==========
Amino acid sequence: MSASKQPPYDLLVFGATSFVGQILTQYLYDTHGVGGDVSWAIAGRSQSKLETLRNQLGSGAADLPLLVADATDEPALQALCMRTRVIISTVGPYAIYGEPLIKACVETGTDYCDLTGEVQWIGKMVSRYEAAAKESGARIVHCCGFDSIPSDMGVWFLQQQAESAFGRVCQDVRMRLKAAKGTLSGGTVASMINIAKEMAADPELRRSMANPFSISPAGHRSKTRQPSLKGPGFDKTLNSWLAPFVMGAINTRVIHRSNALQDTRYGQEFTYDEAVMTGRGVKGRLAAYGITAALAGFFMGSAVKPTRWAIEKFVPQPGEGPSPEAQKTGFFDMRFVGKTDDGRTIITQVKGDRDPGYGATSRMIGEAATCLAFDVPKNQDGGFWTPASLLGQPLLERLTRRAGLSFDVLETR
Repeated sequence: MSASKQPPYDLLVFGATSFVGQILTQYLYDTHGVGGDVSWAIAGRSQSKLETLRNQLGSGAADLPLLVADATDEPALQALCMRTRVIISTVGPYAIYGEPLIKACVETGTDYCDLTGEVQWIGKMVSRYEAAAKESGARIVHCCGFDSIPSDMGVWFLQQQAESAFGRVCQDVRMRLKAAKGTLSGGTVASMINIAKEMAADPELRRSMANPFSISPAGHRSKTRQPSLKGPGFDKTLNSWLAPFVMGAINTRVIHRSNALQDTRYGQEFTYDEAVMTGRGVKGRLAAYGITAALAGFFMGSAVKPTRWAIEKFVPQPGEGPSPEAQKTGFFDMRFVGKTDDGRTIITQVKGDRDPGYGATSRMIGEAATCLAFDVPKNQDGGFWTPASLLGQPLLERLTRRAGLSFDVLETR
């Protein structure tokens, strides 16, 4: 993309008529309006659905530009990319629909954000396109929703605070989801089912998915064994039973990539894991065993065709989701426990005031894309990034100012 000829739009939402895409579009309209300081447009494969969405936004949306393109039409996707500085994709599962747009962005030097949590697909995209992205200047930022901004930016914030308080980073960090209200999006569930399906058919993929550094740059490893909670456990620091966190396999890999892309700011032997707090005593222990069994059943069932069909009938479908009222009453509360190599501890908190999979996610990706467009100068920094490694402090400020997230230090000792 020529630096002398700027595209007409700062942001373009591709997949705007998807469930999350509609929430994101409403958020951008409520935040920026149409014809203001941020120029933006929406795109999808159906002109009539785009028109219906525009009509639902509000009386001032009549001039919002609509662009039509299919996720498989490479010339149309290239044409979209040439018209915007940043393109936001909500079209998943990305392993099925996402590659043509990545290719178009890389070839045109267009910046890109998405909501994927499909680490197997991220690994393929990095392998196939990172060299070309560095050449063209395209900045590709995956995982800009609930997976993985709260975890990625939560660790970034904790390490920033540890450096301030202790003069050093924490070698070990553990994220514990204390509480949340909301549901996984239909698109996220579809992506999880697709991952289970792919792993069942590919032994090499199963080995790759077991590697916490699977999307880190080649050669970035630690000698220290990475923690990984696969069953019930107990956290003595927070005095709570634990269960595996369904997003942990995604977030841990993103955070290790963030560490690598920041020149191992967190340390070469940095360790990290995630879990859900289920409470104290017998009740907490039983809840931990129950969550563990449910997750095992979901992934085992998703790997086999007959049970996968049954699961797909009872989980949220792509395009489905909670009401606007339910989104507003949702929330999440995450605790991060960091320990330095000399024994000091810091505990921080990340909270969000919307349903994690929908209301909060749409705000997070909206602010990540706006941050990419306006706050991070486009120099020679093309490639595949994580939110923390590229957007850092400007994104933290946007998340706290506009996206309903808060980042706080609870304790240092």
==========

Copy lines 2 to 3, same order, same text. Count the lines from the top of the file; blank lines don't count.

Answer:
Repeated sequence: MSASKQPPYDLLVFGATSFVGQILTQYLYDTHGVGGDVSWAIAGRSQSKLETLRNQLGSGAADLPLLVADATDEPALQALCMRTRVIISTVGPYAIYGEPLIKACVETGTDYCDLTGEVQWIGKMVSRYEAAAKESGARIVHCCGFDSIPSDMGVWFLQQQAESAFGRVCQDVRMRLKAAKGTLSGGTVASMINIAKEMAADPELRRSMANPFSISPAGHRSKTRQPSLKGPGFDKTLNSWLAPFVMGAINTRVIHRSNALQDTRYGQEFTYDEAVMTGRGVKGRLAAYGITAALAGFFMGSAVKPTRWAIEKFVPQPGEGPSPEAQKTGFFDMRFVGKTDDGRTIITQVKGDRDPGYGATSRMIGEAATCLAFDVPKNQDGGFWTPASLLGQPLLERLTRRAGLSFDVLETR
């Protein structure tokens, strides 16, 4: 993309008529309006659905530009990319629909954000396109929703605070989801089912998915064994039973990539894991065993065709989701426990005031894309990034100012 000829739009939402895409579009309209300081447009494969969405936004949306393109039409996707500085994709599962747009962005030097949590697909995209992205200047930022901004930016914030308080980073960090209200999006569930399906058919993929550094740059490893909670456990620091966190396999890999892309700011032997707090005593222990069994059943069932069909009938479908009222009453509360190599501890908190999979996610990706467009100068920094490694402090400020997230230090000792 020529630096002398700027595209007409700062942001373009591709997949705007998807469930999350509609929430994101409403958020951008409520935040920026149409014809203001941020120029933006929406795109999808159906002109009539785009028109219906525009009509639902509000009386001032009549001039919002609509662009039509299919996720498989490479010339149309290239044409979209040439018209915007940043393109936001909500079209998943990305392993099925996402590659043509990545290719178009890389070839045109267009910046890109998405909501994927499909680490197997991220690994393929990095392998196939990172060299070309560095050449063209395209900045590709995956995982800009609930997976993985709260975890990625939560660790970034904790390490920033540890450096301030202790003069050093924490070698070990553990994220514990204390509480949340909301549901996984239909698109996220579809992506999880697709991952289970792919792993069942590919032994090499199963080995790759077991590697916490699977999307880190080649050669970035630690000698220290990475923690990984696969069953019930107990956290003595927070005095709570634990269960595996369904997003942990995604977030841990993103955070290790963030560490690598920041020149191992967190340390070469940095360790990290995630879990859900289920409470104290017998009740907490039983809840931990129950969550563990449910997750095992979901992934085992998703790997086999007959049970996968049954699961797909009872989980949220792509395009489905909670009401606007339910989104507003949702929330999440995450605790991060960091320990330095000399024994000091810091505990921080990340909270969000919307349903994690929908209301909060749409705000997070909206602010990540706006941050990419306006706050991070486009120099020679093309490639595949994580939110923390590229957007850092400007994104933290946007998340706290506009996206309903808060980042706080609870304790240092």